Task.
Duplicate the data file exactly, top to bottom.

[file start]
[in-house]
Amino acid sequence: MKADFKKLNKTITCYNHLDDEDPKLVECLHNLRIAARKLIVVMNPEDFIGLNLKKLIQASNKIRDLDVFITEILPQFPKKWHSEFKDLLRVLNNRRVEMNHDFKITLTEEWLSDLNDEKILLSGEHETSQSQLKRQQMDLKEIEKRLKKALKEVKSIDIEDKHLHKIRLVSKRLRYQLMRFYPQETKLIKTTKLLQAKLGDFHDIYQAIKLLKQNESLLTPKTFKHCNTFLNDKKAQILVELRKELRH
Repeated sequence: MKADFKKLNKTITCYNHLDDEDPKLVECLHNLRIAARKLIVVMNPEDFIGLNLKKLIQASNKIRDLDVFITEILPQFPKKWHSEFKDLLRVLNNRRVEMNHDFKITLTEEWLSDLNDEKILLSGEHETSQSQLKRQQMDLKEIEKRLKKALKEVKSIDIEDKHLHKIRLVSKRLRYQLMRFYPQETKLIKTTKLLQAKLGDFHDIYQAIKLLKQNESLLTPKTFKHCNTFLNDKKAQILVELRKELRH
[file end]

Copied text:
[in-house]
Amino acid sequence: MKADFKKLNKTITCYNHLDDEDPKLVECLHNLRIAARKLIVVMNPEDFIGLNLKKLIQASNKIRDLDVFITEILPQFPKKWHSEFKDLLRVLNNRRVEMNHDFKITLTEEWLSDLNDEKILLSGEHETSQSQLKRQQMDLKEIEKRLKKALKEVKSIDIEDKHLHKIRLVSKRLRYQLMRFYPQETKLIKTTKLLQAKLGDFHDIYQAIKLLKQNESLLTPKTFKHCNTFLNDKKAQILVELRKELRH
Repeated sequence: MKADFKKLNKTITCYNHLDDEDPKLVECLHNLRIAARKLIVVMNPEDFIGLNLKKLIQASNKIRDLDVFITEILPQFPKKWHSEFKDLLRVLNNRRVEMNHDFKITLTEEWLSDLNDEKILLSGEHETSQSQLKRQQMDLKEIEKRLKKALKEVKSIDIEDKHLHKIRLVSKRLRYQLMRFYPQETKLIKTTKLLQAKLGDFHDIYQAIKLLKQNESLLTPKTFKHCNTFLNDKKAQILVELRKELRH